Sir Kenelm Digby

Thomas Randolph, "To that compleat and noble Knight, Sir Kenellam Digbie" Randolph, The Jealous Lovers (1632) sig. ¶2-¶2v.

Sir, when I look on you, me thinks I see
To the full height, how perfect man may be.
Sure all the Arts did court you, and you were
So courteous as to give to each their share
While we lie lock'd in darknesse, night and day
Wasting our fruitelesse oyl and time away,
Perchance for skill in Grammar, and to know
Whether this word be thus declin'd or no.
Another cheats himself, perchance to be
A pretty youth, forsooth, in fallacie:
This on Arithmetick doth hourely lie,
To learn the first great blessing, — Multiply.
That travels in Geometry, and tires,
And he above the world a map admires.
This dotes on Musicks most harmonious chime,
And studying how to keep it, loses time.
One turns o're histories, and he can show
All that has been, but knowes not what is now.
Many in Physick labour, most of these
Lose health, to know the name of a disease.
Some (too high wise) are gazing at a starre,
And if they call it by his name, they are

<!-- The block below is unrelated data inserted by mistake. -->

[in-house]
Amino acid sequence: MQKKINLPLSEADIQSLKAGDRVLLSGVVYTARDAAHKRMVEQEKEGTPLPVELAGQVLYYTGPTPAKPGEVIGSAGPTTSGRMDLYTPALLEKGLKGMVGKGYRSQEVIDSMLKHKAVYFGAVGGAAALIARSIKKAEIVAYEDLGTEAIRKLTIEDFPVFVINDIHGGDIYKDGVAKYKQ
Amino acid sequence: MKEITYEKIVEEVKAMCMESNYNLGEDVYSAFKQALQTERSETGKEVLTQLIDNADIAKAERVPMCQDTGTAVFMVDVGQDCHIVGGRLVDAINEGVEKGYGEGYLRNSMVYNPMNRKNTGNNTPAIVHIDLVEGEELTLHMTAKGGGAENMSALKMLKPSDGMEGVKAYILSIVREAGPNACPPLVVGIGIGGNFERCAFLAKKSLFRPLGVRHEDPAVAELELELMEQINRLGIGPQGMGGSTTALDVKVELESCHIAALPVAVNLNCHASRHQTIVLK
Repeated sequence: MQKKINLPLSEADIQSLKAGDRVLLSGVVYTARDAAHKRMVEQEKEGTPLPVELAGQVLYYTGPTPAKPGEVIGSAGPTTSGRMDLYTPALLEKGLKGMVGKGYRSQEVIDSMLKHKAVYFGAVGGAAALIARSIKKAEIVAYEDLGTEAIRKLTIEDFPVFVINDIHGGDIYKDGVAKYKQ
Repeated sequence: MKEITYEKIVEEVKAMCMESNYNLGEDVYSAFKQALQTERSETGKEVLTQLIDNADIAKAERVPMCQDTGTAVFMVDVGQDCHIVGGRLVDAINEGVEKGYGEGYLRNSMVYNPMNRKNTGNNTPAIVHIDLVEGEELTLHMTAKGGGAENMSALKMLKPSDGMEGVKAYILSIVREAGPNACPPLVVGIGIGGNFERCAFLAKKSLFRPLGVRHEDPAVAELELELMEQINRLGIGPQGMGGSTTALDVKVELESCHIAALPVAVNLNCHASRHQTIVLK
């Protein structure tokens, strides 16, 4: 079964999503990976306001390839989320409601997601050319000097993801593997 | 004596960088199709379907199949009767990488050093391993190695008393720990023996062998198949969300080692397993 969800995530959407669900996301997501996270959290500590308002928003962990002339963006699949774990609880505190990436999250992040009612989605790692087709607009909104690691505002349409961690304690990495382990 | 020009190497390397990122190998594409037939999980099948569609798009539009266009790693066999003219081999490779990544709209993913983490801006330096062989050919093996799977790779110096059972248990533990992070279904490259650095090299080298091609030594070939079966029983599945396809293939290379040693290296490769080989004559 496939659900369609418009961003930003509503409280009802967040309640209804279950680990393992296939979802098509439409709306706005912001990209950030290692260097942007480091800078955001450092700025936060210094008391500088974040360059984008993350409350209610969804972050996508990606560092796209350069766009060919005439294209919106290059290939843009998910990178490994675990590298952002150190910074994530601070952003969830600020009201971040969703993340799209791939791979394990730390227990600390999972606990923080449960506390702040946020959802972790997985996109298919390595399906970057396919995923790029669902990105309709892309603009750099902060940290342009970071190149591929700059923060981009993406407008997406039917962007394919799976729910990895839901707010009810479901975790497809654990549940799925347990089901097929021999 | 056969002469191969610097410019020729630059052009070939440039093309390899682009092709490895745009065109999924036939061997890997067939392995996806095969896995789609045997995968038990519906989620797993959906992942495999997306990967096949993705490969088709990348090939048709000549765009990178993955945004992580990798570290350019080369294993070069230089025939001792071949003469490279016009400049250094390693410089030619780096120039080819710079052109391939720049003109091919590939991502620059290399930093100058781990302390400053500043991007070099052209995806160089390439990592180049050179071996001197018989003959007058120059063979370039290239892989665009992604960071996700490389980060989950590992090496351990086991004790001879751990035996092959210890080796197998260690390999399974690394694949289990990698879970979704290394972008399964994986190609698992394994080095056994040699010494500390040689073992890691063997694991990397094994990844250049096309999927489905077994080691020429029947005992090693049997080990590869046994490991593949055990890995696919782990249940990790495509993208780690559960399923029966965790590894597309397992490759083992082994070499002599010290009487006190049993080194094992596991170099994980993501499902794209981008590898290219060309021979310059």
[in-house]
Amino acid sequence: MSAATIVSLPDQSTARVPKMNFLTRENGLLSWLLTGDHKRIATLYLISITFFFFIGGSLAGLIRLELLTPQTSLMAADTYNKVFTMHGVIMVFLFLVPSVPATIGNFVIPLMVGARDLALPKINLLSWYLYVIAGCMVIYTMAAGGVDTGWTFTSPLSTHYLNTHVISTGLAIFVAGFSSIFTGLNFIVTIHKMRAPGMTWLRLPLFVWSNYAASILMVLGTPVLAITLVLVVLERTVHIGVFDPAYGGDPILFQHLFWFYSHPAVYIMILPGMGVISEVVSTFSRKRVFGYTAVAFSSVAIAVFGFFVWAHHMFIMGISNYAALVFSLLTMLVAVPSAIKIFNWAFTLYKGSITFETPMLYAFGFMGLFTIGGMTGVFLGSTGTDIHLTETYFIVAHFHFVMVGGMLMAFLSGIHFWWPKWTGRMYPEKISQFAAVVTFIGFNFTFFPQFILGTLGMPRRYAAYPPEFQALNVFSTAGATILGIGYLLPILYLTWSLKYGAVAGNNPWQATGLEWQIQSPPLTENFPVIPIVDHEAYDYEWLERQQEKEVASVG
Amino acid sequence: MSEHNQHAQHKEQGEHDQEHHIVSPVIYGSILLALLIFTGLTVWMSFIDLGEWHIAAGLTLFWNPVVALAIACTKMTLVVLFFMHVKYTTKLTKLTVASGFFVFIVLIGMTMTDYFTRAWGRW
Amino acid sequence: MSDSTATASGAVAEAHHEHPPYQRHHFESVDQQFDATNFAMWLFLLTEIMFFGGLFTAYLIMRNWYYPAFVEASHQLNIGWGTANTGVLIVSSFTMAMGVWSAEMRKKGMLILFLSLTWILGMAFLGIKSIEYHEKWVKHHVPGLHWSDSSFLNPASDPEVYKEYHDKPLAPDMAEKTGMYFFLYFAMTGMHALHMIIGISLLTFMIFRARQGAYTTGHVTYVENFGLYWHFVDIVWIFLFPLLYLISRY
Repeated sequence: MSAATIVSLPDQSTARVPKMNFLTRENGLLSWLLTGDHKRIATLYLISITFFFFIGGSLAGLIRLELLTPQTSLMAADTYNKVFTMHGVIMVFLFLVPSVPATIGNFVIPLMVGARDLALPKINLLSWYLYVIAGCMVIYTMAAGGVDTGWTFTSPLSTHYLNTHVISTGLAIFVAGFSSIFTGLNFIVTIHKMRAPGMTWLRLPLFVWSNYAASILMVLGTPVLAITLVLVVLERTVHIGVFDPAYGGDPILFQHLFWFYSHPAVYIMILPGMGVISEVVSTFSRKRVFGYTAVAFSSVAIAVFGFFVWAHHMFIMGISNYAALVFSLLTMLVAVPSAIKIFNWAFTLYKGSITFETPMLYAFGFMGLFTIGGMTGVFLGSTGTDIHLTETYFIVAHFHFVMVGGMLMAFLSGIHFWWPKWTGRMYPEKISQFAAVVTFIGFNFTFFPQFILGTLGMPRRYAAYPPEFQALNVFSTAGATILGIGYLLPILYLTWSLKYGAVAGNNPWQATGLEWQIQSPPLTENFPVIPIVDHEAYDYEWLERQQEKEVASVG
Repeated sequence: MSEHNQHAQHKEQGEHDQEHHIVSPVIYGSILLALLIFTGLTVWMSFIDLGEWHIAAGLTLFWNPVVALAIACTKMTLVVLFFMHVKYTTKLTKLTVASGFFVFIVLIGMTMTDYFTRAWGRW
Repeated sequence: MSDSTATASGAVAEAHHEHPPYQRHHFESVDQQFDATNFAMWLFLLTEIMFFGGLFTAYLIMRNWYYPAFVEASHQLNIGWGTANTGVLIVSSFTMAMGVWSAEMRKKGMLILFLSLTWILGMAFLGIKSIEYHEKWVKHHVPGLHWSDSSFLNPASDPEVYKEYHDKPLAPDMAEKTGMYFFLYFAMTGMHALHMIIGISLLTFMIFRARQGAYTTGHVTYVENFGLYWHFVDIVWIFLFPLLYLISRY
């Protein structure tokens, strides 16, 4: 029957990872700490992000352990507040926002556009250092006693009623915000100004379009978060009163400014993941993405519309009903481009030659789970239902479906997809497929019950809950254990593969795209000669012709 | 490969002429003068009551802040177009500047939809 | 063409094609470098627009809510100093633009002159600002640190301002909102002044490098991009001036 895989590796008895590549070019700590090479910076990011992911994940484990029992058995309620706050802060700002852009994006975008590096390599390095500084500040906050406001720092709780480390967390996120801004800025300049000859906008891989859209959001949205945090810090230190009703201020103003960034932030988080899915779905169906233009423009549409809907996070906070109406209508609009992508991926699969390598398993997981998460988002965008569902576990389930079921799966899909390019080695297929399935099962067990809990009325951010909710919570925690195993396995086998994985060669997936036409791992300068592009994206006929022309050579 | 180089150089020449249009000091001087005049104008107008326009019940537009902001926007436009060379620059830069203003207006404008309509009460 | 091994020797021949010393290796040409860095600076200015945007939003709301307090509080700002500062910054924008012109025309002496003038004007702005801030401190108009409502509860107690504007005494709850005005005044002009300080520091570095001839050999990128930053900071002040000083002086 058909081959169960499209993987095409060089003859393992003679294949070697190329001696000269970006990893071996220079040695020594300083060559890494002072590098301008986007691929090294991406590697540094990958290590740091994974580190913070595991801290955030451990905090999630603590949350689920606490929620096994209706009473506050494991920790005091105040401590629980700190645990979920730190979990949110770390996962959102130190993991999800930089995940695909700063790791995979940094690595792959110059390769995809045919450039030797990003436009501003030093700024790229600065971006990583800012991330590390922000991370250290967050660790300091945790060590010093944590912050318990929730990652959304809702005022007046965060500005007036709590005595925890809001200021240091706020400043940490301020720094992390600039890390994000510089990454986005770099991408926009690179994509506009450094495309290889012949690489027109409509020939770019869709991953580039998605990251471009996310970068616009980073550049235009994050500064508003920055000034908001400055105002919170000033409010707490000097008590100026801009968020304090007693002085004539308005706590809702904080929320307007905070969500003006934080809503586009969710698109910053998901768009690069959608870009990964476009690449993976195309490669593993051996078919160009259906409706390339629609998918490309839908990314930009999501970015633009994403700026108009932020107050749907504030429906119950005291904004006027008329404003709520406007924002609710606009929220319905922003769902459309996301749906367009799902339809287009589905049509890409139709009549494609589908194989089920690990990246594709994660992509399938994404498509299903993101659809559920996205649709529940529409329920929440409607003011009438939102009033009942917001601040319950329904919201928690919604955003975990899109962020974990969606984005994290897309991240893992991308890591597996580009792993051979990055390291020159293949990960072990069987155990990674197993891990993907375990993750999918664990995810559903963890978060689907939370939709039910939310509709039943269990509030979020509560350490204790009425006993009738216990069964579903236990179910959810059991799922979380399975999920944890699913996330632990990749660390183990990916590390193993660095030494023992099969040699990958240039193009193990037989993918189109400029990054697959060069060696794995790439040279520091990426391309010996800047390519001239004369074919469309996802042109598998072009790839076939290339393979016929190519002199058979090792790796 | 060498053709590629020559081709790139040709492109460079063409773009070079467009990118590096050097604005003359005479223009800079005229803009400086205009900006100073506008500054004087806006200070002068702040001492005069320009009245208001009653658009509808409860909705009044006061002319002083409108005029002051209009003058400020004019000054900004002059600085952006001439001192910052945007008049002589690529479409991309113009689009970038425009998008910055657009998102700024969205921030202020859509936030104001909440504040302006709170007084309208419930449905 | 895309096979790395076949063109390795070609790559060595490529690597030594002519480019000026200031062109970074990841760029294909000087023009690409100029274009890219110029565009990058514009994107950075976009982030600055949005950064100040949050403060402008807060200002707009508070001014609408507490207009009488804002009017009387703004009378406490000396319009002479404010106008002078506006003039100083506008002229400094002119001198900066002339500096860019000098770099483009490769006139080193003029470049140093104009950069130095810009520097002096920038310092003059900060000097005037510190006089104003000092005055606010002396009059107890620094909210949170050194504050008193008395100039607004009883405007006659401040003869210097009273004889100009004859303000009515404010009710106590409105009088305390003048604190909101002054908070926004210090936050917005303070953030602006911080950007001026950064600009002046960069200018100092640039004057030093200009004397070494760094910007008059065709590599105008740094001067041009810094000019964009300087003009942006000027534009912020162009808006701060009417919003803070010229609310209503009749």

In heaven already. And another one
That cries Melpomene, and drinks Helicon,
At Poetrie throws wit and wealth away,
And makes it all his work to write a play.
Nay, on Divinity many spend their powres,
That scarce learn any thing, but to stand two houres.
How must we, Sir, admire you then, that know
All Arts, and all the best of these can show?
For your deep skill in State, I cannot say,
My knowledge there is onely to obey:
But I beleeve 'tis known to our best Peeres,
Amaz'd to see a Nestor of your yeares.
Mars claims you too, witnesse the Gallion,
That felt your thunder-bolts at Scanderon,
When Neptune frighted let his Trident fall,
And bid his waves call you their Generall.
How many men might you divide your store
Of vertues to, and yet not leave you poore,
Though enrich them? Stay here. How dare I then
To such an able judgment show my pen?
But 'tis, Sir, from a Muse that humbly prayes,
You'le let her ivie wait upon your bayes.
Your admiring servant, T. R.